### EP 126: Fidget Spinners: Learning Tools or Distractions?

If you have a child of any age, you no doubt have seen, touched, or experienced a “Fidget Spinner.” A fidget spinner is nothing more than a handheld wheel with a central axis point. They are sold in a multitude of shapes and designs, but the core commonality that binds them is their ability to be held and spun indefinitely. Lubrication between the joints enables them to go particularly fast, in some cases spinning at thousands of revolutions per minute. These quirky yet simple devices have actually been around since the 1990s, but have only recently exploded in popularity. Even I have had the opportunity to play with them, and I must say, they are oddly captivating.

But I don’t think it’s the look or feel of these devices that have catapulted them across headline news. The reason why these products seem to be so interesting and controversial is because of their categorization as a tool to ease the symptoms of attention related ailments that make it difficult for young students to focus in class. Makers of the spinning gadgets purport that these devices are "perfect for ADD, ADHD, anxiety and autism."

When students have trouble focusing in class, a potential solution is to offer them something that they can touch during class so that they feel a sense of calm. This in turn enables them to silence the parts of their brain that could lead them astray, thereby allowing them to pay attention and absorb information more efficiently.

In theory, fidget spinners sound like an excellent fit for such a solution. They feel nice when they are spinning, are very simple to operate, and reasonably priced. The problem, however, lies in how they are actually used. Fidget spinners are extremely fun to play with, and that’s why I believe that they are dangerous in classrooms. I have seen many of my students use them, both in class and during tutoring sessions, and what I notice is that the devices are mesmerizing. Students aren’t able to simply touch them while paying attention to a lecture; instead, they want to watch them, move them around, and balance them on their fingers and noses. In short, fidget spinners end up becoming a larger distraction than help. "The spinner toys, in my opinion, and that of teachers I've spoken to, are just that – toys," according to occupational therapist Stephen Poss. "Spinner toys are visually distracting, and I think that's their major drawback."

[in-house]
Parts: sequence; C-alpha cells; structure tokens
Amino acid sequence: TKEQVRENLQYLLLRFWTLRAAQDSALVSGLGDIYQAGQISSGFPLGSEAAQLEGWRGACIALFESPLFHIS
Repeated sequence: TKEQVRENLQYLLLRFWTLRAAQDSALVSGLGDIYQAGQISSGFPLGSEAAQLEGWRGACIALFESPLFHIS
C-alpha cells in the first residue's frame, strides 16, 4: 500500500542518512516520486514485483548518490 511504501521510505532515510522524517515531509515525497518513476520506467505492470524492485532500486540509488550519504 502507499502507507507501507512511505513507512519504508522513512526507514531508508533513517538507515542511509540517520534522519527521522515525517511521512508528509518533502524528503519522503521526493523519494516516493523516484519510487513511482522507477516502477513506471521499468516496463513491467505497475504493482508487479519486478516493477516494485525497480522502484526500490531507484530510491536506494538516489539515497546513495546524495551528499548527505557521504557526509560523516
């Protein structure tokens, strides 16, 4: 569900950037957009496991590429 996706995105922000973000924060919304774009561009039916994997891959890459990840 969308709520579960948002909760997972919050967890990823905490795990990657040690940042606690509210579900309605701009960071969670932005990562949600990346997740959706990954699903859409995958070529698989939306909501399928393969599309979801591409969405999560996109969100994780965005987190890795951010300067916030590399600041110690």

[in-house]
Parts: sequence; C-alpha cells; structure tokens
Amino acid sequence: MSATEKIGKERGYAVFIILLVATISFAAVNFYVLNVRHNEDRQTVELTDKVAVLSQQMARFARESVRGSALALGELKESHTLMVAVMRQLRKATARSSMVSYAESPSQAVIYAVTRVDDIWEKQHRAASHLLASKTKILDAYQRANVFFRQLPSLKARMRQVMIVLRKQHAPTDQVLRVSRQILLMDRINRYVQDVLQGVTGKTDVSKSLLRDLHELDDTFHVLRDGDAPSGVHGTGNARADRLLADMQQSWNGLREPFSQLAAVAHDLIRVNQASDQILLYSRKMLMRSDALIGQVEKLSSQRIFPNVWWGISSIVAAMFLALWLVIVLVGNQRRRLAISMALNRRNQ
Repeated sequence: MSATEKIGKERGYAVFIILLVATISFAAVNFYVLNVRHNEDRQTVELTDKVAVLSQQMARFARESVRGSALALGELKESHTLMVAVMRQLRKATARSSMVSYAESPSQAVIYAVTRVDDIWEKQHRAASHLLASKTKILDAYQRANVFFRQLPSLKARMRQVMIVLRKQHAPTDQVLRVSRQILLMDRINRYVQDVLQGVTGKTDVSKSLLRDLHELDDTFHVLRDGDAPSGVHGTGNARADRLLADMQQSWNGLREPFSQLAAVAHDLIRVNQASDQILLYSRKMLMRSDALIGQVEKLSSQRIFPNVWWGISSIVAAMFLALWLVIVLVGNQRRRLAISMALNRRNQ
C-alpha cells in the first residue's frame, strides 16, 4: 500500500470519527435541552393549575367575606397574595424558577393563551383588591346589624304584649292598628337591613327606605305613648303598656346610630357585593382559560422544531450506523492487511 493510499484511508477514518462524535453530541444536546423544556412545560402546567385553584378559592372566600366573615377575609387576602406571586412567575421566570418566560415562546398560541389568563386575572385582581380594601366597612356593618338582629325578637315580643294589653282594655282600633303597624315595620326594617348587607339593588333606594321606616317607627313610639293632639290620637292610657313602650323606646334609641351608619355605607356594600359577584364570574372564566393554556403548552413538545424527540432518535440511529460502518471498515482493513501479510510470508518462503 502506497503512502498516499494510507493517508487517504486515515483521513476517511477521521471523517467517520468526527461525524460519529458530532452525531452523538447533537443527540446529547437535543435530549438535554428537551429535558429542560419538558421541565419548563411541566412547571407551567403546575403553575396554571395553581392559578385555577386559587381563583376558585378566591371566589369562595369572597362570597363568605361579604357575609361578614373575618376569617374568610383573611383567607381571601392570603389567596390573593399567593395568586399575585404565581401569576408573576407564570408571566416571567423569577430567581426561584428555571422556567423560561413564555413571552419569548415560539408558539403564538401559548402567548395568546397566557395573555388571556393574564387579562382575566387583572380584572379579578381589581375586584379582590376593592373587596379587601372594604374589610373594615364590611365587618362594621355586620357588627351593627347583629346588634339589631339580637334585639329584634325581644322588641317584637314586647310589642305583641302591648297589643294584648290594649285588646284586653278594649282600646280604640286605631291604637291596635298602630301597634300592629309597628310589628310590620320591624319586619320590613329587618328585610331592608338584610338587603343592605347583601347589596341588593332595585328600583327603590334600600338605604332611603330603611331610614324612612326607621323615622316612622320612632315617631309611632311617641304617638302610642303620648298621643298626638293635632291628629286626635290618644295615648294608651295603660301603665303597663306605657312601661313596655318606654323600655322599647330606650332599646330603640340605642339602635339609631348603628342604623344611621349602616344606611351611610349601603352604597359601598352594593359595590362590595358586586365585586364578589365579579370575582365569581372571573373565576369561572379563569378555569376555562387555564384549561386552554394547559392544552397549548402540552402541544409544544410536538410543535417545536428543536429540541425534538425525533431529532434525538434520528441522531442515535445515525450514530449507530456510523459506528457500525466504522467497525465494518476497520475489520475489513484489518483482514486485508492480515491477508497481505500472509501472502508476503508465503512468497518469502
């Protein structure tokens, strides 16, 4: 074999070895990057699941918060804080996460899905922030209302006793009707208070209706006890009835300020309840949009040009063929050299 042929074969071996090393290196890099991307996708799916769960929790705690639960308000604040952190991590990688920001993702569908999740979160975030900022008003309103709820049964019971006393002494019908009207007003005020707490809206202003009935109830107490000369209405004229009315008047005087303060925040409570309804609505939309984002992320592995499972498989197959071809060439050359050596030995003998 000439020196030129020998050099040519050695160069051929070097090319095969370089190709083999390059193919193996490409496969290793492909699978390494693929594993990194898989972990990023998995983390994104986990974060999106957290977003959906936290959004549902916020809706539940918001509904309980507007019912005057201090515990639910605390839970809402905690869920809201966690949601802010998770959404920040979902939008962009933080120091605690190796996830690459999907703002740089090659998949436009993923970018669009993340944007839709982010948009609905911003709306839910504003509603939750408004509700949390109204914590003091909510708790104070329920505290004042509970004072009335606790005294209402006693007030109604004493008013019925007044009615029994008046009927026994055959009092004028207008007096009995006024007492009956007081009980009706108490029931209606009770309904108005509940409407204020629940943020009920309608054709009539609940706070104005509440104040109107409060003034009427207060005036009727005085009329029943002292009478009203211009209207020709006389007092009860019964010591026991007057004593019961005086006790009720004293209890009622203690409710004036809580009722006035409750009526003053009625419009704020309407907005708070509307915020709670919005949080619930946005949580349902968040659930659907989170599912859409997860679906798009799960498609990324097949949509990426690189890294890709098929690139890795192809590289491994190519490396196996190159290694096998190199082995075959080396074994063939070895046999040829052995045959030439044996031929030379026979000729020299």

So where do I stand on the controversy surrounding these products? As long as my students are responsible with them, they are allowed to have them at school, but I definitely do not consider them to be helpful with respect to staying focused. I ask that they are put away during class so that students are not distracted. If you are being told that fidget spinners will actually improve your child’s attention or focus, I believe that you are being misled.

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Here are links to the articles referenced in the podcast:

http://www.wlox.com/story/35364686/fidget-spinner-toy-or-therapy-tool

http://www.livescience.com/58916-fidget-spinner-faq.html

### EP 125: The Correlation Between Music and Math

I can say this with almost 100% certainty (perhaps 99.9%): if you are a person living on this planet, you enjoy listening to music. You may prefer the dark melodies and heavy guitar riffs of punk rock, or you might gravitate towards the light and upbeat sounds of electro pop. Whatever particular concoction of rhythms and sounds you prefer, rest assured that there is something that tickles your fancy.